The American Principles Project ran TV ads in Kentucky this year warning residents a vote for a Democratic governor could lead to transgender youth openly participating in sports.
The man behind the conservative think tank is Terry Schilling, son of 2nd Congressional candidate Bobby Schilling. Schilling is in a two-way Republican primary for the open seat, currently held by Democratic Congressman Dave Loebsack.
Ahead of nationwide votes Nov. 5, the New York Times reported on the American Principles Project and its efforts to see whether social issues like transgender rights could help fire up supporters of President Donald Trump.
So far, the ads only have run in Kentucky. But, according to APP’s executive director, “We’re going to be expanding this campaign into 2020.”
“We’ll be focusing primarily on key presidential and swing states,” said Terry Schilling, in a conversation with Starting Line.
After requesting comment from Bobby Schilling’s campaign about the APP ads, Terry Schilling reached out to Starting Line directly.
Because of his father’s congressional bid in Iowa, Schilling said the organization had “no plans to get involved in his congressional race here.”
Even if APP ads stay out of the 2nd District, the organization won’t be entirely absent from Schilling’s campaign. Jon Schweppe, director of policy and government affairs at APP, is a spokesman for Bobby Schilling’s congressional bid.
When asked to respond to the ad campaign and Terry Schilling’s role in it, candidate Bobby Schilling said in a statement: “No, I don’t think men and boys should be competing in women’s and girls’ sports.”
In one ad, titled “Wrestling,” the announcer claims “Democrats support the Equal Rights Amendment, which forces girls to compete against boys in sports. This means less scholarships for girls for college. That’s not fair. On Tuesday, Nov. 5, vote against Democrats and their unfair, radical policies for high school sports.”
Though the ads have not run in Iowa, transgender rights have been at play before in political campaigns.
In 2017, in a special election race for House District 82 in Fairfield, Democrat Phil Miller was targeted for his vote as a school board member to affirm the rights of transgender children.
The ads, run by the Republican Party of Iowa and Republican candidate Travis Harris, called Miller an “elitist, out-of-touch liberal.”
Transgender rights were a flashpoint locally in 2016 and throughout the special election, in the wake of vandalism and the suicide of a transgender 13-year-old from Fairfield.
Miller went on to win the race by 10 points, in a district Donald Trump carried by 22 percentage points in 2016. In Jefferson County, home to Fairfield, Miller won by 39 percentage points.
“Hate-filled campaigns against trans youth is the lowest form of politics,” said Nate Monson, executive director of Iowa Safe Schools. “Not only do they have a history of losing; they cause irreparable harm by increasing risk for hate crimes and suicide of youth.”
Terry Schilling, executive director of the American Principles Project, claimed the organization was not “anti-gay” or “anti-trans,” but it wanted to “pump the brakes on the rush to put gender identity into civil rights law.”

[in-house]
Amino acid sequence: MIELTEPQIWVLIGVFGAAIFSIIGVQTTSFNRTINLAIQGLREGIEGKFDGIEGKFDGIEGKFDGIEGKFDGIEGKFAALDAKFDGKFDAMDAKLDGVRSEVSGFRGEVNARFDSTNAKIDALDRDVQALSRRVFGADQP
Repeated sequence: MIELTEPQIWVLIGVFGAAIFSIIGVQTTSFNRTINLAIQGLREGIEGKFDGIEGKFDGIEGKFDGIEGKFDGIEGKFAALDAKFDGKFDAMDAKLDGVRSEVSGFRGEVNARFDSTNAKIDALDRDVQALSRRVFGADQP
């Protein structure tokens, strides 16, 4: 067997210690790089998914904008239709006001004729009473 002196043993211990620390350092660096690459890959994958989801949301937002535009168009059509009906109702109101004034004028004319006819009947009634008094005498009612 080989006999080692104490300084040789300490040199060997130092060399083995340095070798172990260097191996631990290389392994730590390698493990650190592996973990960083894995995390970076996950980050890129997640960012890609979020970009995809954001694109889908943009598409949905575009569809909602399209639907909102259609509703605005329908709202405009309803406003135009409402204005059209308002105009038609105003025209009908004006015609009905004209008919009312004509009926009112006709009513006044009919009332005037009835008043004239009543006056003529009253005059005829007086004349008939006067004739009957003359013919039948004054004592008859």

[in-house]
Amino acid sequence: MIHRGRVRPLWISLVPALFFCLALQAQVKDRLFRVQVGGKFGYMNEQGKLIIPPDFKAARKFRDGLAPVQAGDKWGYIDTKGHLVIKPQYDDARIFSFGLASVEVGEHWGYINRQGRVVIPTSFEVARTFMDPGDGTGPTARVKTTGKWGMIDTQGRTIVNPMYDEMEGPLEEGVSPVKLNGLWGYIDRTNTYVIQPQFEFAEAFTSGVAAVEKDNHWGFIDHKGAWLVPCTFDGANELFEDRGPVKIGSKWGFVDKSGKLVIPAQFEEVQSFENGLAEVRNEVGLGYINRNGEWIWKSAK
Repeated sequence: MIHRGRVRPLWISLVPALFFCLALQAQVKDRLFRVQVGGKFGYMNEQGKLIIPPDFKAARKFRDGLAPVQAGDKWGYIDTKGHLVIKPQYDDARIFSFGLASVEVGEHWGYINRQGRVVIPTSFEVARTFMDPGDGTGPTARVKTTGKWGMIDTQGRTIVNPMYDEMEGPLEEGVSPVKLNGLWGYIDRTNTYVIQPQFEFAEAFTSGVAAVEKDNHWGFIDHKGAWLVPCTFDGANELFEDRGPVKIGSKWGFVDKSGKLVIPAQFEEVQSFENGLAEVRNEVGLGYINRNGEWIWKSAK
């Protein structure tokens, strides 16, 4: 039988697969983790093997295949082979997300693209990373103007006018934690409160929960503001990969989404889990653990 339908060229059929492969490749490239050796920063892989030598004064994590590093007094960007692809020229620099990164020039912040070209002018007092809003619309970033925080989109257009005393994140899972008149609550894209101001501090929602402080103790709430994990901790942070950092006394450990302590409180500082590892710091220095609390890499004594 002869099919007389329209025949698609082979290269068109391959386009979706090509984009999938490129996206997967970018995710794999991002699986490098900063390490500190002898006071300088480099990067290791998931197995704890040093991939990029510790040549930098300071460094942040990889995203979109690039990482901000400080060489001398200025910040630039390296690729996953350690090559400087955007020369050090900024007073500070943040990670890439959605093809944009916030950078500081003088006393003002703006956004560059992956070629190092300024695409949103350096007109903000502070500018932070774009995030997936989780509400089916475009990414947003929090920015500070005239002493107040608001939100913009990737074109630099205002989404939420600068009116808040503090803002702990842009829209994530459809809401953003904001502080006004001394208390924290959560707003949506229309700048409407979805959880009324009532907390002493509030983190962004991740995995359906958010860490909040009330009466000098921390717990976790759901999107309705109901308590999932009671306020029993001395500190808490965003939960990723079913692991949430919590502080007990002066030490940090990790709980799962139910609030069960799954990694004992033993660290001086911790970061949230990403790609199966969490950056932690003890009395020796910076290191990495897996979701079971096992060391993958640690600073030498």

The Supreme Court is in the midst of a pair of cases dealing with sexual orientation and gender identity. The central question is whether the Civil Rights Act protects gay and transgender Americans from workplace discrimination, a right already extended based on sex, religion and race.
In states that have enacted laws prohibiting discrimination based on sexual orientation and gender identity, Schilling said, “You’re seeing boys identify as girls and then go join the women’s track team, and they’re destroying women’s sports. I mean, they are destroying the competition. They’re taking championships away from girls.”
Iowa is one of 22 states to have anti-discrimination laws protecting sexual orientation and gender identity. There is no evidence to suggest the participation of transgender children in sports is a widespread issue affecting the fairness of play.
The American Principles Project, Terry Schilling said, was “focused on the family and human dignity.” In the case of transgender participation in sports, Schilling saw his efforts as helpful to women.
“That’s what we’re really concerned about, is any consequence that would really hurt women,” he said. “It’s tough … by putting gender identity into civil rights law, you really start to erase protections on the basis of sex.
“If you’re going to ask me, should we err on the side of transgender rights here or women’s rights, I’m going to side with women,” Schilling said. “I imagine my dad would side with women as well.”
But for Monson and other LGBTQ advocates, APP’s campaign was only the latest in a series of attempts by conservatives to stoke fear of transgender people.
“Trans youth are up to 10 times more likely than their peers to attempt suicide due to the rejection and isolation they experience,” Monson said. “Targeting trans youth like this is not Iowan and any campaign associated should be ashamed for harming the most vulnerable children in the state.”
By Elizabeth Meyer
Main photo via “Jim” on Flickr